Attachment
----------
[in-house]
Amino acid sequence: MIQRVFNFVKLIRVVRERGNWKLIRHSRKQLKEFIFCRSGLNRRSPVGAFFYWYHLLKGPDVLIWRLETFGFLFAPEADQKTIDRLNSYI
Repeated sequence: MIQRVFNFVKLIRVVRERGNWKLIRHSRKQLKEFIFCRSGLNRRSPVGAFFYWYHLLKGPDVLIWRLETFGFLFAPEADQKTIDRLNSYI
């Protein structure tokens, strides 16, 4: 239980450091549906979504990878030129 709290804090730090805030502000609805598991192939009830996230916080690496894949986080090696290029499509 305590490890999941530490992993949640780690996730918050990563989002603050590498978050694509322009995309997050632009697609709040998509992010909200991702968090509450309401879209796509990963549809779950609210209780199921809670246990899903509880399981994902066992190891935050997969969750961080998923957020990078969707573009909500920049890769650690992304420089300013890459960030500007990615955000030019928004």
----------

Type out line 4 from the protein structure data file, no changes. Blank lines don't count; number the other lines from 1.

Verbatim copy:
């Protein structure tokens, strides 16, 4: 239980450091549906979504990878030129 709290804090730090805030502000609805598991192939009830996230916080690496894949986080090696290029499509 305590490890999941530490992993949640780690996730918050990563989002603050590498978050694509322009995309997050632009697609709040998509992010909200991702968090509450309401879209796509990963549809779950609210209780199921809670246990899903509880399981994902066992190891935050997969969750961080998923957020990078969707573009909500920049890769650690992304420089300013890459960030500007990615955000030019928004």